Advancing the Science

Mayo Clinic Medical Science Blog – an eclectic collection of research- and research education-related stories: feature stories, mini news bites, learning opportunities, profiles and more from Mayo Clinic.

June 16, 2015

Mayo, DMC, Minnesota at BIO 2015

By Robert Nellis

20150616_075838The Philadelphia Convention Center is awash with devices, large and small molecules, bio-generators and an endless stream of technologies I can’t hope to explain. Over 17,000 people are here to hear about the latest innovations, inventions, discoveries and ideas, but mostly they hope to make deals. Most American states and industrialized countries are here touting their technology strengths. Even some small island nations have booths declaring that they are “the new biotech hub.” BIO 2015 is essentially a trade show, but instead of cars or computers, the commodity is whatever can be commercialized from last year’s scientific discovery or engineering feat. Some outfits are toddlers in the business of science - start up companies with a handful of people, recently capitalized and looking for larger partners or clients. Others are high tech service organizations seeking contracts. Then there are the giant tech and pharma firms, benevolently offering coffee or snacks in their yard-sized pavilions.

Minnesota is here, too, anchored by Mayo Clinic and the University of Minnesota, along with a dozen or so companies from agri-genomics to intellectual property firms. A video display shows research labs and key statistics on one screen and on another, flashes futuristic images of Rochester’s Destination Medical Center or DMC. Also on display are Mayo Clinic's key translational centers: Individualized Medicine, Regenerative Medicine and the Science of Health Care Delivery. The goal is similar to everyone else’s goal – to raise awareness, meet and greet, and make contacts that may help down the road. Someone said it simply yesterday, that this is what happens to science after the lab. One more thing that’s underscored here – that’s how small the world has become. The short distance that separates Minnesota from the European Community on this exhibit floor is symbolic of how close things really are thanks to technology, communications and relatively fast transportation. We are all competitive, all growing and looking over each other’s shoulders at the same time. The only difference is that the EU is giving out free espresso.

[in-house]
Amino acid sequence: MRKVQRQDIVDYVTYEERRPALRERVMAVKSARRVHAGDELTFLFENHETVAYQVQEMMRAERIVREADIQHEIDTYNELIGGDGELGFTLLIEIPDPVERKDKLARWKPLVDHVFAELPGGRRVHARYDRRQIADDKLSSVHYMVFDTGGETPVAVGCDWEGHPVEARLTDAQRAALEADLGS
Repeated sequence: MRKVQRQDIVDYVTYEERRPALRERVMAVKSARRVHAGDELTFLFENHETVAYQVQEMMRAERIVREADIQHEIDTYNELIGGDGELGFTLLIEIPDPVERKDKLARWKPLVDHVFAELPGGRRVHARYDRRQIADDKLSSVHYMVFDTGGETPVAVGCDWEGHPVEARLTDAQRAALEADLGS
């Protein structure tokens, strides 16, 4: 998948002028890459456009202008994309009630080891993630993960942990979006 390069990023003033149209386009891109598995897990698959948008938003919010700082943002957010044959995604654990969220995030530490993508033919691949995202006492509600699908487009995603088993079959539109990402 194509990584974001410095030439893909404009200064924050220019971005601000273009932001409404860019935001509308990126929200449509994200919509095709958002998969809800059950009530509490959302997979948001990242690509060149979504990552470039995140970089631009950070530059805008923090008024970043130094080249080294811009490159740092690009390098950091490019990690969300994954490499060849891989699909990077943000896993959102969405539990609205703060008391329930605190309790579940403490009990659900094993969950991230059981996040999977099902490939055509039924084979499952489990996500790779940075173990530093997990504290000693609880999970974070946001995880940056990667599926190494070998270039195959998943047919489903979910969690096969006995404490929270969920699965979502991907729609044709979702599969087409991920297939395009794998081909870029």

Tags: biotechnology, Center for Individualized Medicine, Center for Regenerative Medicine, Center for the Science of Health Care Delivery, Events, Innovations, People

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